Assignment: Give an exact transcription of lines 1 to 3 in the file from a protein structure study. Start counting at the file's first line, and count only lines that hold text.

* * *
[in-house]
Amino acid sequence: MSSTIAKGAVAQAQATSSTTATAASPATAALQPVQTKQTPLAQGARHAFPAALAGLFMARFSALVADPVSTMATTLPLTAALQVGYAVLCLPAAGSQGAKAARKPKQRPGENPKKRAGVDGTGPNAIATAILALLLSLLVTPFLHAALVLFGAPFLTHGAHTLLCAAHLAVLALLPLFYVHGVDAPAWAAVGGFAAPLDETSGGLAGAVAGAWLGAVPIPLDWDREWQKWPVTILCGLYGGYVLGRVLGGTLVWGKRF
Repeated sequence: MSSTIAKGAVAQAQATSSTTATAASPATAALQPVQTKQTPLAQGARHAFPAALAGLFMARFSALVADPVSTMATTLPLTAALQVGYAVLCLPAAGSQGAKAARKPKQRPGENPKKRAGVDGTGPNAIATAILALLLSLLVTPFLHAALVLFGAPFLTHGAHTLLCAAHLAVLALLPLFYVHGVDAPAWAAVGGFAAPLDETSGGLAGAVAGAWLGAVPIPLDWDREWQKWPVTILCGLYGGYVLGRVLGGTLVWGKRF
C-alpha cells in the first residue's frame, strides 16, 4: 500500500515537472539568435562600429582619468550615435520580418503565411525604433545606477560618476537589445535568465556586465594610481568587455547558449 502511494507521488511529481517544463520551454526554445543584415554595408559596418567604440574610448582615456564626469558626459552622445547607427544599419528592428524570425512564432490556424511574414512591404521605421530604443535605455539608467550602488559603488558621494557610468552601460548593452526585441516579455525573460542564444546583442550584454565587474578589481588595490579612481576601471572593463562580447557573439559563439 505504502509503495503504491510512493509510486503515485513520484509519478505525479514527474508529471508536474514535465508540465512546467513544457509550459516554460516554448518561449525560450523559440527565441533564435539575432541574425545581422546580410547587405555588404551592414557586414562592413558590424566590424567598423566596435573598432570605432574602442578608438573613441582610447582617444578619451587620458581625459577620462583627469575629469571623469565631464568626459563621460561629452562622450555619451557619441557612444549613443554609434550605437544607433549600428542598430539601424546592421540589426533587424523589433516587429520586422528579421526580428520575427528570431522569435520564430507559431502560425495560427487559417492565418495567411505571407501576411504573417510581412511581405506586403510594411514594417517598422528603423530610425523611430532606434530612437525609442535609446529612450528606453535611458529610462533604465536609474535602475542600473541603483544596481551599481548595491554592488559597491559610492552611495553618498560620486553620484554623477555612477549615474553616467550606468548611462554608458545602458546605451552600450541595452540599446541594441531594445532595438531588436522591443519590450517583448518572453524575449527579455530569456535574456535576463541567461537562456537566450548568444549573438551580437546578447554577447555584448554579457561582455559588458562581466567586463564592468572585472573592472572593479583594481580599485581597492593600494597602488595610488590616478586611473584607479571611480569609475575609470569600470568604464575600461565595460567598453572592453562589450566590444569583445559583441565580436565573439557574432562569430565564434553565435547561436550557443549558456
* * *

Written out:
[in-house]
Amino acid sequence: MSSTIAKGAVAQAQATSSTTATAASPATAALQPVQTKQTPLAQGARHAFPAALAGLFMARFSALVADPVSTMATTLPLTAALQVGYAVLCLPAAGSQGAKAARKPKQRPGENPKKRAGVDGTGPNAIATAILALLLSLLVTPFLHAALVLFGAPFLTHGAHTLLCAAHLAVLALLPLFYVHGVDAPAWAAVGGFAAPLDETSGGLAGAVAGAWLGAVPIPLDWDREWQKWPVTILCGLYGGYVLGRVLGGTLVWGKRF
Repeated sequence: MSSTIAKGAVAQAQATSSTTATAASPATAALQPVQTKQTPLAQGARHAFPAALAGLFMARFSALVADPVSTMATTLPLTAALQVGYAVLCLPAAGSQGAKAARKPKQRPGENPKKRAGVDGTGPNAIATAILALLLSLLVTPFLHAALVLFGAPFLTHGAHTLLCAAHLAVLALLPLFYVHGVDAPAWAAVGGFAAPLDETSGGLAGAVAGAWLGAVPIPLDWDREWQKWPVTILCGLYGGYVLGRVLGGTLVWGKRF